I missed seeing Earl’s garden in June but I caught back up with him last weekend. It’s been a rough summer in Austin for all gardeners, including Earl, but in spite of the heat and drought, his garden looks great. Earl’s still getting a few tomatoes, his okra looks good, and cream and purple hull peas are off to a nice start.
One piece of advice Earl remembers from his dad (a farmer in North Carolina) is to take advantage of your work – if you don’t, you can work hard without much to show for it. He put this advice to good use with his tomatoes. I mentioned this in the last post, but in the photo below you can see the dam he builds around each plant using 3 bags of compost. He said it’s a bargain compared to the price of a few organic tomatoes from the store.
|Earl is demonstrating his watering method of filling the “reservoir” with his watering wand and letting the water seep through the compost taking the nutrients to the plant roots. In this way, he can hand water his garden in about 30 minutes, getting water exactly where he needs it. As his dad pointed out, a little work on the front end, makes things much easier later on.|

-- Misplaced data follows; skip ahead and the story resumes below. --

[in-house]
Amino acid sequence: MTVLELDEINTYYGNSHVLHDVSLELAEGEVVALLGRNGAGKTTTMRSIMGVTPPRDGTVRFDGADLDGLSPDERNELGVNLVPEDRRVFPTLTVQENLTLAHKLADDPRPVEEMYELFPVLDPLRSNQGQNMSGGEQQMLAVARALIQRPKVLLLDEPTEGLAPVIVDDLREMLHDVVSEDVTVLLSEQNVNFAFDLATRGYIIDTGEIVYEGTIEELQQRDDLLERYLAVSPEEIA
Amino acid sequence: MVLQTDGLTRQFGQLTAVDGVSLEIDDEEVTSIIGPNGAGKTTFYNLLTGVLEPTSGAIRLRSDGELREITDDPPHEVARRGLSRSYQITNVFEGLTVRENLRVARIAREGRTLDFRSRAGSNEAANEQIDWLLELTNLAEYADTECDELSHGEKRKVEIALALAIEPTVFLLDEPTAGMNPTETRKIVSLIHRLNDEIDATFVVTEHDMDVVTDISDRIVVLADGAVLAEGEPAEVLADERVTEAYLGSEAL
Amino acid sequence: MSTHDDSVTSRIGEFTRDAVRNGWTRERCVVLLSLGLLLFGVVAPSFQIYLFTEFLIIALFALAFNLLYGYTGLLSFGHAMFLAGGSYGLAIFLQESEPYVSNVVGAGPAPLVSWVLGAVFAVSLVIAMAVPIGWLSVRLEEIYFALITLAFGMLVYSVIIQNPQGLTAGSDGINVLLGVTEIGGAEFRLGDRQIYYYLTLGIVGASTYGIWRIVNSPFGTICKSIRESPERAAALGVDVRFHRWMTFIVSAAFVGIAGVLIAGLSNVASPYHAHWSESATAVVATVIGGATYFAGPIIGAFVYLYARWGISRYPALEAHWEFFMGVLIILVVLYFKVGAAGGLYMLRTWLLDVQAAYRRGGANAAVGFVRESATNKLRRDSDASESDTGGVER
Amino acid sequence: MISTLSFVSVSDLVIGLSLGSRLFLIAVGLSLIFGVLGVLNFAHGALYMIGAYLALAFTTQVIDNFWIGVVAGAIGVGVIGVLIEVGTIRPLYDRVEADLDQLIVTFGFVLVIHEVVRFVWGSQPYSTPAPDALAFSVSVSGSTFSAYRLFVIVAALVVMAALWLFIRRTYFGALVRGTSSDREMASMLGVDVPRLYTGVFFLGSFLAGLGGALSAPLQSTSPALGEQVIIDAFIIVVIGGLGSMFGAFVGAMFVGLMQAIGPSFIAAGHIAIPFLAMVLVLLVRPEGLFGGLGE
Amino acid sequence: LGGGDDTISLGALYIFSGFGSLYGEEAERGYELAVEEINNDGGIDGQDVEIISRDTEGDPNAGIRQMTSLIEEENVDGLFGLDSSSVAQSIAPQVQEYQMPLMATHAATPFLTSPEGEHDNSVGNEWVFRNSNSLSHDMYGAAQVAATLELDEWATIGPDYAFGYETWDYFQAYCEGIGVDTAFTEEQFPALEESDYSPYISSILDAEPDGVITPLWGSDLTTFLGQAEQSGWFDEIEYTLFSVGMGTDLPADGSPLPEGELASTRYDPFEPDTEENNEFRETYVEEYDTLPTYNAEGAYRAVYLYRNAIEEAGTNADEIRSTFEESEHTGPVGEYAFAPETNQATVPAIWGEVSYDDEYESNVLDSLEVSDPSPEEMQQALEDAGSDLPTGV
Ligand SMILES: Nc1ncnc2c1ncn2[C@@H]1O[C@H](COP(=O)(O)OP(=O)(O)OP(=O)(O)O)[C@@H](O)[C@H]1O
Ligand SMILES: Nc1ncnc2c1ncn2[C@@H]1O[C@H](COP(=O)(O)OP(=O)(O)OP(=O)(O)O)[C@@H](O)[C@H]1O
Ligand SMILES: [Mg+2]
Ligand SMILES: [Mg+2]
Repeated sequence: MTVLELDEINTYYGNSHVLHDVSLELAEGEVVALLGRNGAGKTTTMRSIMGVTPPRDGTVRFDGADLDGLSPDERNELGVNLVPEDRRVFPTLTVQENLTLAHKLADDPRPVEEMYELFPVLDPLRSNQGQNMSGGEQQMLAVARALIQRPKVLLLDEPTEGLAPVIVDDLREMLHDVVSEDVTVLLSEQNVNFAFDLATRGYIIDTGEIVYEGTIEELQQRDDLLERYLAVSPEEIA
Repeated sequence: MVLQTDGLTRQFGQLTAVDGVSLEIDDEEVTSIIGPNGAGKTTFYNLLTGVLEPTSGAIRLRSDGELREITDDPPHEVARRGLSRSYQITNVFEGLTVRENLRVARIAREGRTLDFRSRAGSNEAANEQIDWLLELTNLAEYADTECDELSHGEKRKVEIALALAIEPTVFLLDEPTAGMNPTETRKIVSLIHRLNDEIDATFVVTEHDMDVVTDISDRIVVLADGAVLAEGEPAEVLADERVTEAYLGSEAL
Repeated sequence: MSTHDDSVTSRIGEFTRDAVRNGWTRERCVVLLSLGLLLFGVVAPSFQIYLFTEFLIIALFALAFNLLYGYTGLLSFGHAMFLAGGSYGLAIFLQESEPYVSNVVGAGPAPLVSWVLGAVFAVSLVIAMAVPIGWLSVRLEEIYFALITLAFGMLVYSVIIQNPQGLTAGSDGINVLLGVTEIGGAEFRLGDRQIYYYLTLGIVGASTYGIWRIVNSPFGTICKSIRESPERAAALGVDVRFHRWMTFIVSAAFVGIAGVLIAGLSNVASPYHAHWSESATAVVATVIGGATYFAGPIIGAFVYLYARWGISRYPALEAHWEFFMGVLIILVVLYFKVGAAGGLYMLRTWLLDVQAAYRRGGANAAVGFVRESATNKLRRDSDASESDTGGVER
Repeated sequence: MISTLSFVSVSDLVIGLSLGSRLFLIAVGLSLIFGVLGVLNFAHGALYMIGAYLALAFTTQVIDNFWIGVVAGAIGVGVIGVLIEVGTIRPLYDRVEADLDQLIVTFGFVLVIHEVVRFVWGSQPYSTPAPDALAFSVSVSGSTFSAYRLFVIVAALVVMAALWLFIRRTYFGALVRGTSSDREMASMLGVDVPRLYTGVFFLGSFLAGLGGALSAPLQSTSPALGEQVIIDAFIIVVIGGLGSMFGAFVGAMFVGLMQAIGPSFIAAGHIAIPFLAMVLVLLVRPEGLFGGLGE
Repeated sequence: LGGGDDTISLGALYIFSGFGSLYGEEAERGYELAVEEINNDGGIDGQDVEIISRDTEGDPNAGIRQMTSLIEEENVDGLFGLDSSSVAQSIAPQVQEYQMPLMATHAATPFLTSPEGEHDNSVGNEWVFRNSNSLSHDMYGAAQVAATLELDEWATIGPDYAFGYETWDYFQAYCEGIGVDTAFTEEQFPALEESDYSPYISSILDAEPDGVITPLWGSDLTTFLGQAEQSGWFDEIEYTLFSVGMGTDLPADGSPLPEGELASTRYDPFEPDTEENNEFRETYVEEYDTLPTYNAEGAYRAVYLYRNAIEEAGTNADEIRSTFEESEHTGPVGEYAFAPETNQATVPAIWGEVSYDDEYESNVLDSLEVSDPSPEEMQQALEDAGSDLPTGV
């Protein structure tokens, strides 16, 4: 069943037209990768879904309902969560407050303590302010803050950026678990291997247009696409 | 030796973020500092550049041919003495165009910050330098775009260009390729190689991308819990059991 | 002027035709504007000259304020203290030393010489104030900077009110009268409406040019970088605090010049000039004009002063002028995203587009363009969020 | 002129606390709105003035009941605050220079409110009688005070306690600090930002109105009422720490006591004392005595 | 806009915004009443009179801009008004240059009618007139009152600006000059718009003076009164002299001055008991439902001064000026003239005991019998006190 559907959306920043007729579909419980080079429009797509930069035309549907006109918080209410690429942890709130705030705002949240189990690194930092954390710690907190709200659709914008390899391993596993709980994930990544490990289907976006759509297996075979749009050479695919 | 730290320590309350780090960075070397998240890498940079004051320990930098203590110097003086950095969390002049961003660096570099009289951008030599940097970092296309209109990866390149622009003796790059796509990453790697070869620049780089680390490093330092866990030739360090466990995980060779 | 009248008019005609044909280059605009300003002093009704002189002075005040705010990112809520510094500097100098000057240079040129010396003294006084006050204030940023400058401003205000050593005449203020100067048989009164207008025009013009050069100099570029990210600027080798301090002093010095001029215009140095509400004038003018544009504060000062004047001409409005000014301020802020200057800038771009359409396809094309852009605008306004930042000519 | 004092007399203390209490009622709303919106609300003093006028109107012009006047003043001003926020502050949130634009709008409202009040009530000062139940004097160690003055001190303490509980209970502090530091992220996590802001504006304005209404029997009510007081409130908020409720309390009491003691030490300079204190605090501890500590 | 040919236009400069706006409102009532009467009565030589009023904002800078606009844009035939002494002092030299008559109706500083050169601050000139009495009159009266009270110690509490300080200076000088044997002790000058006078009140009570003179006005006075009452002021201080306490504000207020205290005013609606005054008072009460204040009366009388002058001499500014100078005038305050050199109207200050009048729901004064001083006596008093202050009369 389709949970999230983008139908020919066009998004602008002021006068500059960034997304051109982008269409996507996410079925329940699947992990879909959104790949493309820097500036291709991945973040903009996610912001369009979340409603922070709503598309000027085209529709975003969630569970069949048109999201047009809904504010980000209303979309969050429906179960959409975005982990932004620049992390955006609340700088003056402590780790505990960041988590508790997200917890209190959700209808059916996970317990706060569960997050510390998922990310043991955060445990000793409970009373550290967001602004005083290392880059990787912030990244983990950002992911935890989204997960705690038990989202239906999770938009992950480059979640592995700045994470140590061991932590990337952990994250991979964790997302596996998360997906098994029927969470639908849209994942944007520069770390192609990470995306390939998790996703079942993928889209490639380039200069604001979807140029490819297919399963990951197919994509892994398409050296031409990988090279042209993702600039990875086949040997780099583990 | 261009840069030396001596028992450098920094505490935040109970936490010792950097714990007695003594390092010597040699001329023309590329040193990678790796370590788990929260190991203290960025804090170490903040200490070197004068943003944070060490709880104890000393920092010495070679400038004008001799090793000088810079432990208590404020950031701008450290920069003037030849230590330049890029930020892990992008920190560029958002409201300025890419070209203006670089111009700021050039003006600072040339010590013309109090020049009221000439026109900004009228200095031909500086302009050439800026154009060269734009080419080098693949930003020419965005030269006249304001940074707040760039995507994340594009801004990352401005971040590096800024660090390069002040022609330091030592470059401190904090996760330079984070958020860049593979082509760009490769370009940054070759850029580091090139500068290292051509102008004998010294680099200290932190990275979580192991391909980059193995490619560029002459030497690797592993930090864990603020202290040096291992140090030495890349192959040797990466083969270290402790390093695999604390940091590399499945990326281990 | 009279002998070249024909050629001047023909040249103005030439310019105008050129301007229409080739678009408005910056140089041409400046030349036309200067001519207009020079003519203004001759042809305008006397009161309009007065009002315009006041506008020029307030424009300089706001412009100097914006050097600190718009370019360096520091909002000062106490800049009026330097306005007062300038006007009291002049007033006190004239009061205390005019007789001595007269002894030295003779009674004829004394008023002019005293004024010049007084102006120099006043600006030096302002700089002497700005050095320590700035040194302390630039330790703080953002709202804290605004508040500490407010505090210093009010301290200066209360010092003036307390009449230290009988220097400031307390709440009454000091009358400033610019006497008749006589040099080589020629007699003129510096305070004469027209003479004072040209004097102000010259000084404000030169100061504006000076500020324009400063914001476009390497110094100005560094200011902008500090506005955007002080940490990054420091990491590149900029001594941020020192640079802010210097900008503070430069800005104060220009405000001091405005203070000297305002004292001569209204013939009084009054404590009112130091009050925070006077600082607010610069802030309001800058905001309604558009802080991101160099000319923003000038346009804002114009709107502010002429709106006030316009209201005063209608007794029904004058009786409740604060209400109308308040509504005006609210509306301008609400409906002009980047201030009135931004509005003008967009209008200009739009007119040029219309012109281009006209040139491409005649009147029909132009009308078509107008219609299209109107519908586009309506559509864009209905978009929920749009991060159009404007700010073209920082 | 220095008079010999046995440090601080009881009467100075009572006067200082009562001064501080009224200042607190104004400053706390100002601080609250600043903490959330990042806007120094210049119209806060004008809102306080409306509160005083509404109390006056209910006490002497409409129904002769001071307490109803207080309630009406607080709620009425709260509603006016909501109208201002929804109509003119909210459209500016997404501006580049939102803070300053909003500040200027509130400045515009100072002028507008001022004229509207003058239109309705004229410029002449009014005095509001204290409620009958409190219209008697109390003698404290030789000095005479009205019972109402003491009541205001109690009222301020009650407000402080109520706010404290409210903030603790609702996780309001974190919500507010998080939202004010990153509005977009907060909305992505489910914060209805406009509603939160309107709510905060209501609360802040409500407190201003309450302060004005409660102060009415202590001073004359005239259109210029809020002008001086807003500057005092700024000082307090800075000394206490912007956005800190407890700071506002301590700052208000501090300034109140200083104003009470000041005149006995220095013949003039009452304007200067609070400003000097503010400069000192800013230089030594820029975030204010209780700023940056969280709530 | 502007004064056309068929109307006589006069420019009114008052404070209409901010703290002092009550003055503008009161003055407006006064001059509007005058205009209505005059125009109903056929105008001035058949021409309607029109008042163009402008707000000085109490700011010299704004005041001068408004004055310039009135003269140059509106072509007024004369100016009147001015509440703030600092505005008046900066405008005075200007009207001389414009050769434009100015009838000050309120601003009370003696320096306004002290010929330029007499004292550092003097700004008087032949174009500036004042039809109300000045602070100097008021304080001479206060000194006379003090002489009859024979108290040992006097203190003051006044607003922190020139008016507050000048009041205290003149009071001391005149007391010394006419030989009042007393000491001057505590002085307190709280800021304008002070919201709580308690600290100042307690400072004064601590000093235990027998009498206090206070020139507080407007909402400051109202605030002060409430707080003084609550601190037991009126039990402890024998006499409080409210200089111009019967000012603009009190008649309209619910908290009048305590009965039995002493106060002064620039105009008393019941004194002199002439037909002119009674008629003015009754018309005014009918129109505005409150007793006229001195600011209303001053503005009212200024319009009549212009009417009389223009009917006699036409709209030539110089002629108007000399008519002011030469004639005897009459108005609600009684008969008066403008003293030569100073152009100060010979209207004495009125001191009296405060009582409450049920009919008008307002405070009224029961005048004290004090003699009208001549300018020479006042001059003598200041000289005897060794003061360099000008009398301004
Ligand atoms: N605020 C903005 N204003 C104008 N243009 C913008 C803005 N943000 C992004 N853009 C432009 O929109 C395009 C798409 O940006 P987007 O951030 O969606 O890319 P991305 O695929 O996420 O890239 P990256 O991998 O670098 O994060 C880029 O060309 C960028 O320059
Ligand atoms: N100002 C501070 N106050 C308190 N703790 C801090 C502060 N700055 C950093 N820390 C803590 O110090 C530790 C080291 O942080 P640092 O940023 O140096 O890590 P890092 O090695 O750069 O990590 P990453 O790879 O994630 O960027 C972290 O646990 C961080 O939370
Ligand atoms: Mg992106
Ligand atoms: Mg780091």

Trying to grow fall tomatoes in Austin can be a real challenge – Earl uses row cover that he attaches to his cage system with twist ties to keep the hot summer sun off of his tender young plants. With the sides open, it still allows plenty of air circulation.
Earl has a good crop of okra going with 1 plant marked for saving seed. He won’t harvest any fruit from this one for the table.
Earl is experimenting this year with 3 different mulches for his okra. One third of the row is mulched with 100% coffee grounds, one third with 100% compost, and one third with a 50-50 mix. So far, the plants look about the same, but he feels like the 50-50 mix provides the most benefit with the acid from the coffee grounds helping to extract nutrients from the compost. I’ll keep you posted on how the experiment pans out.
Several of his 4×4 square foot beds are filled with peas – some cream and some Mississippi Purple Hull. Being one of my favorite crops from my East Texas connections, I can’t wait to see how they turn out.
|Last but not least, Earl pointed out the horseshoe that he found on his property. From the pit marks and nails, he believes it’s from the 1800s. He has it positioned on his garden gate pouring luck on all that enter.|